- El Loco makes its Hot Stamper debut here with Shootout Winning Triple Plus (A+++) sound or very close to it throughout
- We guarantee there is dramatically more space, richness, vocal presence, and performance energy on this copy than others you’ve heard, and that’s especially true if you made the mistake of buying whatever Heavy Vinyl pressing is currently on the market
- “El Loco follows through on the streamlined, jet-engine boogie rock of Degüello, but kicking all the ingredients up a notch.”
This vintage Warner Brothers pressing has the kind of Tubey Magical Midrange that modern records can barely BEGIN to reproduce. Folks, that sound is gone and it sure isn’t showing signs of coming back. If you love hearing INTO a recording, actually being able to “see” the performers, and feeling as if you are sitting in the studio with the band, this is the record for you. It’s what vintage all analog recordings are known for — this sound.
If you exclusively play modern repressings of vintage recordings, I can say without fear of contradiction that you have never heard this kind of sound on vinyl. Old records have it — not often, and certainly not always — but maybe one out of a hundred new records do, and those are some pretty long odds.
What the Best Sides of El Loco Have to Offer Is Not Hard to Hear
- The biggest, most immediate staging in the largest acoustic space
- The most Tubey Magic, without which you have almost nothing. CDs give you clean and clear. Only the best vintage vinyl pressings offer the kind of Tubey Magic that was on the tapes even as late as 1981
- Tight, note-like, rich, full-bodied bass, with the correct amount of weight down low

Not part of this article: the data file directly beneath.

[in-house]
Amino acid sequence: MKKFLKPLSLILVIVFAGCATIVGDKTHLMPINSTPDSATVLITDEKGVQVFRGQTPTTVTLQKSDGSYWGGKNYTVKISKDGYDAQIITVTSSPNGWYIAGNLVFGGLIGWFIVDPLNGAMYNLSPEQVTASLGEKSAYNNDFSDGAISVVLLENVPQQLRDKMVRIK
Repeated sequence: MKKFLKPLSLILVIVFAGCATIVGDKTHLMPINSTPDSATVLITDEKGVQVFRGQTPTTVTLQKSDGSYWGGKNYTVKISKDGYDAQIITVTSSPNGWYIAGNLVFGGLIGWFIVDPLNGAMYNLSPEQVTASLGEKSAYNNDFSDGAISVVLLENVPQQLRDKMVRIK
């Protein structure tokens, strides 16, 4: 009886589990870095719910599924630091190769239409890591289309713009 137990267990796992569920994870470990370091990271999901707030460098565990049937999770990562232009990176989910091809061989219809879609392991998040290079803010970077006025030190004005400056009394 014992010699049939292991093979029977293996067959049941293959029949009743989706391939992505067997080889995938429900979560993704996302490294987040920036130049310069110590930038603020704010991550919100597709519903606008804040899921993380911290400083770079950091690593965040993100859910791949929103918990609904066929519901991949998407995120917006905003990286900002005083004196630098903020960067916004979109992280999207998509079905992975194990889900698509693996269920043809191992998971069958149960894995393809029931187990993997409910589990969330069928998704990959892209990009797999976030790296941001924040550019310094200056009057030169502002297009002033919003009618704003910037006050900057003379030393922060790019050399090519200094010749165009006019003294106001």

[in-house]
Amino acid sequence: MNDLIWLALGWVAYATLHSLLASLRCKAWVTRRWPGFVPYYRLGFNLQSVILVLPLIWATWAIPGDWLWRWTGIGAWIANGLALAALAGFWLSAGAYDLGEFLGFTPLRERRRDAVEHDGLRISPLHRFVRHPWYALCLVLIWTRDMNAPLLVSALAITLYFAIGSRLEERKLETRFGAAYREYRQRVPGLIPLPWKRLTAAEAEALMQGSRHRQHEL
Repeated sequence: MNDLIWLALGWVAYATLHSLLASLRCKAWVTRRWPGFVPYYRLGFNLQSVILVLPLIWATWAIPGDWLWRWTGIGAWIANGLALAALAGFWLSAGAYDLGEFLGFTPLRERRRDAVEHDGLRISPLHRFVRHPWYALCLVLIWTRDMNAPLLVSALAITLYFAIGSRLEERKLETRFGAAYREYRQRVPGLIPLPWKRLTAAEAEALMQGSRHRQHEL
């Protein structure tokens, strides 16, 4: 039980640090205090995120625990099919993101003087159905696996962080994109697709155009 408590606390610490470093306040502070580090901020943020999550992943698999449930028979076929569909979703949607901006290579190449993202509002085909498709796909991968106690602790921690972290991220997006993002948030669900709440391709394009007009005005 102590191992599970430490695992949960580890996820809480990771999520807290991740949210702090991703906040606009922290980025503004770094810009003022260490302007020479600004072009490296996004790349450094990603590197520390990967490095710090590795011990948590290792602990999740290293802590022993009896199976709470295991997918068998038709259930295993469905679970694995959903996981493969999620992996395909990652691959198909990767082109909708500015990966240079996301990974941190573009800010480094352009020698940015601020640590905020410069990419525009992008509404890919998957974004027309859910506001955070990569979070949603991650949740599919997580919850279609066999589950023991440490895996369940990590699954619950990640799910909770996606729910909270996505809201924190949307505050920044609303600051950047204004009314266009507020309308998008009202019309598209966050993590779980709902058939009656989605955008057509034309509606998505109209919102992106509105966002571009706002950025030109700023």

- Natural tonality in the midrange — with all the instruments having the correct timbre
- Transparency and resolution, critical to hearing into the three-dimensional studio space
No doubt there’s more but we hope that should do for now. Playing the record is the only way to hear all of the qualities we discuss above, and playing the best pressings against a pile of other copies under rigorously controlled conditions is the only way to find a pressing that sounds as good as this one does.
One of the qualities that we don’t talk about on the site nearly enough is the SIZE of the record’s presentation. Some copies of the album just sound small — they don’t extend all the way to the outside edges of the speakers, and they don’t seem to take up all the space from the floor to the ceiling. In addition, the sound can often be recessed, with a lack of presence and immediacy in the center.
Other copies — my notes for these copies often read “BIG and BOLD” — create a huge soundfield, with the music positively jumping out of the speakers. They’re not brighter, they’re not more aggressive, they’re not hyped-up in any way, they’re just bigger and clearer.
And most of the time those very special pressings just plain rock harder. When you hear a copy that does all that, it’s an entirely different listening experience.
What We’re Listening For on El Loco
- Energy for starters. What could be more important than the life of the music?
- Then: presence and immediacy. The vocals aren’t “back there” somewhere, lost in the mix. They’re front and center where any recording engineer worth his salt would put them.
- The Big Sound comes next — wall to wall, lots of depth, huge space, three-dimensionality, all that sort of thing.
- Then transient information — fast, clear, sharp attacks, not the smear and thickness so common to these LPs.
- Tight punchy bass — which ties in with good transient information, also the issue of frequency extension further down.
- Next: transparency — the quality that allows you to hear deep into the soundfield, showing you the space and air around all the instruments.
- Extend the top and bottom and voila, you have The Real Thing — an honest to goodness Hot Stamper.
Tube Snake Boogie
I Wanna Drive You Home
Ten Foot Pole
Don’t Tease Me
It’s So Hard
Groovy Little Hippie Pad
Heaven, Hell Or Houston
Party On The Patio
El Loco follows through on the streamlined, jet-engine boogie rock of Degüello, but kicking all the ingredients up a notch. That means that the grooves are getting a little slicker, while the jokes are getting a little sillier, a little raunchier.
The double entendres on “Tube Snake Boogie” and “Pearl Necklace” are barely disguised, while much of the record plays as flat-out goofy party rock. Not necessarily a bad thing, but much of it is a little too obvious to be totally winning. Still, the most telling thing about El Loco may be the rhythm of “Pearl Necklace,” its biggest single and best song, which clearly points the way to the new wave blues-rock of Eliminator.